12th International Symposium on Health Informatics and Bioinformatics (HIBIT) 2019, İzmir, Turkey, 17 - 18 October 2019, pp.218
Depression is a common mental disorder and according to World
Health Organization, globally more than 300 million people of
all ages suffer from depression. Even though, until now the real
reason behind depression is unknown, but in most depressive patients
low levels of serotonin are detected and because serotonin is a mood
controlling neurotransmitter, depression also called mood disorder.
Most of the treatments aimed to elevate the serotonin levels but at the
same time, these treatments have many side effects.
In this study, we aimed to reveal possible metabolites produced by gut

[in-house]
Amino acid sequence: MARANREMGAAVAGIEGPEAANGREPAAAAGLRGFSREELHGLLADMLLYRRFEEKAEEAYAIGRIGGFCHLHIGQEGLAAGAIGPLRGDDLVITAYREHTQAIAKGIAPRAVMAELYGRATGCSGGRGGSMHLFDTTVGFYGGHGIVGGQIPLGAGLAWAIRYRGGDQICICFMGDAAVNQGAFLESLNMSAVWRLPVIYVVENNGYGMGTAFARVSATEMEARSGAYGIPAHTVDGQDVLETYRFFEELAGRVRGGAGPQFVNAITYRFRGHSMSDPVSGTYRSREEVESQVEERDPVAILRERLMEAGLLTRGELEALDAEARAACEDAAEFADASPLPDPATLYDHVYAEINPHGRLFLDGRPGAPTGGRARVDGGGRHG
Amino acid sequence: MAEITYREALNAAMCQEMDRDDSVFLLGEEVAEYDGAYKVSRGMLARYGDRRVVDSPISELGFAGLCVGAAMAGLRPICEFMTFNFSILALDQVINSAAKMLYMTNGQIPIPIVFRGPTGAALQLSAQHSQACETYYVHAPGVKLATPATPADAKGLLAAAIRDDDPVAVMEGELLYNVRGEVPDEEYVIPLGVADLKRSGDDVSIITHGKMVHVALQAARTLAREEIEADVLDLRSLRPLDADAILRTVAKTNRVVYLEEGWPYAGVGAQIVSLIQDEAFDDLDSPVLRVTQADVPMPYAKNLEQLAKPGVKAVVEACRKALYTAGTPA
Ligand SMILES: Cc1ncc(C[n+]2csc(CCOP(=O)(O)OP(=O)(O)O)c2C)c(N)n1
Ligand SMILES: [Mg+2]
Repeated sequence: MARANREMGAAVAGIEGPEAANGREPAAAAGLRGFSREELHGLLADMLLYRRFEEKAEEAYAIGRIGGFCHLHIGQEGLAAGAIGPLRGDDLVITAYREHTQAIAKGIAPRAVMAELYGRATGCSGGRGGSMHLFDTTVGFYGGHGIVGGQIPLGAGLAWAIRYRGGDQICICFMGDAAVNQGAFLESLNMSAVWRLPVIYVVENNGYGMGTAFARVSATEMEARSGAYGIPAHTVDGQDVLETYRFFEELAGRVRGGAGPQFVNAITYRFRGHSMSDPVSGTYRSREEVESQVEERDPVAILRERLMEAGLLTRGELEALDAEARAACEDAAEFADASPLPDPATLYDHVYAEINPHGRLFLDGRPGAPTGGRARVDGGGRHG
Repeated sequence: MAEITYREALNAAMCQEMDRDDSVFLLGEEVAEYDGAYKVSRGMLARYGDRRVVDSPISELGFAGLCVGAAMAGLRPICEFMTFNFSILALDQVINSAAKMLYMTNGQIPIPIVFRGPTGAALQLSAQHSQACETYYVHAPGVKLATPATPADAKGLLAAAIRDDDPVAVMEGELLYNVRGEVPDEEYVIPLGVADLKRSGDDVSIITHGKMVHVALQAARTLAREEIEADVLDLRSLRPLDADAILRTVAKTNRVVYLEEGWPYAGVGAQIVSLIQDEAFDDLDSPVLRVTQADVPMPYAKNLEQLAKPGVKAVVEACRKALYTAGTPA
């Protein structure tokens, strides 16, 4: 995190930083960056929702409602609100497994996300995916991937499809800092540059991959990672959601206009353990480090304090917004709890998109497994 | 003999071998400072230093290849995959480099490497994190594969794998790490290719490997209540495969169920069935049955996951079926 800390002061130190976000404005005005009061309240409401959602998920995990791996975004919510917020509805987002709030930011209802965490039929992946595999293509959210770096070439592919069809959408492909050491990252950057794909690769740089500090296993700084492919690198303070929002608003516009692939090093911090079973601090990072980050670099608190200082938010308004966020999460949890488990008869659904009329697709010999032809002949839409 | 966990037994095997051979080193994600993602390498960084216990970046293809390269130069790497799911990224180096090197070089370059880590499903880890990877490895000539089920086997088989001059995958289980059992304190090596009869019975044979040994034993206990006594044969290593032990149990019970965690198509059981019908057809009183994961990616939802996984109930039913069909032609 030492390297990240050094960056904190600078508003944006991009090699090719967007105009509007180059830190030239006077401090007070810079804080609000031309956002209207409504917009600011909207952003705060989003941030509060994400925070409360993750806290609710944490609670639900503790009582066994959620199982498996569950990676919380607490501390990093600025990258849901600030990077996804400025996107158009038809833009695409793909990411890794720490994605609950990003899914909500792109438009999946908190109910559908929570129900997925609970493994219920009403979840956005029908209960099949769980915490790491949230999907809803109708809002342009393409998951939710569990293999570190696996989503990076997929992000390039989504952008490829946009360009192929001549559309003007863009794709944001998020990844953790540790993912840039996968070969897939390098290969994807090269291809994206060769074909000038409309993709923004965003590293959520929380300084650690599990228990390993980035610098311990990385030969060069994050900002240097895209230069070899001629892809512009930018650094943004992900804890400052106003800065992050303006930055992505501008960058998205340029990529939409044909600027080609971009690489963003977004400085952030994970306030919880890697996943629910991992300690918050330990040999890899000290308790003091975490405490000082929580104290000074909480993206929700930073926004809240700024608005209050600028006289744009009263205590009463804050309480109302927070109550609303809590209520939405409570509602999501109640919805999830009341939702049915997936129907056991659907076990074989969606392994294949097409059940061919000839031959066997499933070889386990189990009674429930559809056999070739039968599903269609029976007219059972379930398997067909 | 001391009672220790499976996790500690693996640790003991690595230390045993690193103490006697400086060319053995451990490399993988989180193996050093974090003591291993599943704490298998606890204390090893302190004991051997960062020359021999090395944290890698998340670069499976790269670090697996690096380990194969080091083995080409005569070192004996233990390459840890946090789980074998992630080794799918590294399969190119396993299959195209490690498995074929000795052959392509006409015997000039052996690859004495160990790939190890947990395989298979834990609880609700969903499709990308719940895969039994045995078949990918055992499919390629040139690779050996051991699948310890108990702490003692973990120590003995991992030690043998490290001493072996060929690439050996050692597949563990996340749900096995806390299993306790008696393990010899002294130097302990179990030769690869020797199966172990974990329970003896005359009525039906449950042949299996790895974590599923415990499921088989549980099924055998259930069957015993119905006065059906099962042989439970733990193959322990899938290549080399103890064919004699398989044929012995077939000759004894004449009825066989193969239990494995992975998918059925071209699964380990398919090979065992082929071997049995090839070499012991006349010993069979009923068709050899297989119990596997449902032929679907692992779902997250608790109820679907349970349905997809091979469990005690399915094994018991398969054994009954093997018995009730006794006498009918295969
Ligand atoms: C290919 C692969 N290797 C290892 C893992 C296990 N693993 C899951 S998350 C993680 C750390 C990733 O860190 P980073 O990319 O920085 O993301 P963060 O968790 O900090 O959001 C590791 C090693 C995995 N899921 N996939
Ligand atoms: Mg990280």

microbiota that can elevate serotonin levels by inhibiting tryptophan
degradation which is called kynurenine pathway that is a competitive
pathway with serotonin synthesis from tryptophan.
So, we combine many datasets that contain information about the
reactions including their products that gut bacteria can catalyze them
by expressing the catalyzing enzymes. These datasets are taken from
many databases including Brenda, ChEBI, MetanetX, Uniprot, and
Microbiome databases. We used R for data analysis steps.
We ended with three distinct reactions catalyzed by two distinct
enzymes expressed by eight distinct species of gut bacteria.
 ‘WHO | Depression’. [Online]. Available:
 M. Vaváková, Z. Ďuračková, and J. Trebatická, ‘Markers of
Oxidative Stress and
Neuroprogression in Depression Disorder’, Oxid. Med. Cell. Longev.,
vol. 2015, pp. 1–12, 2015.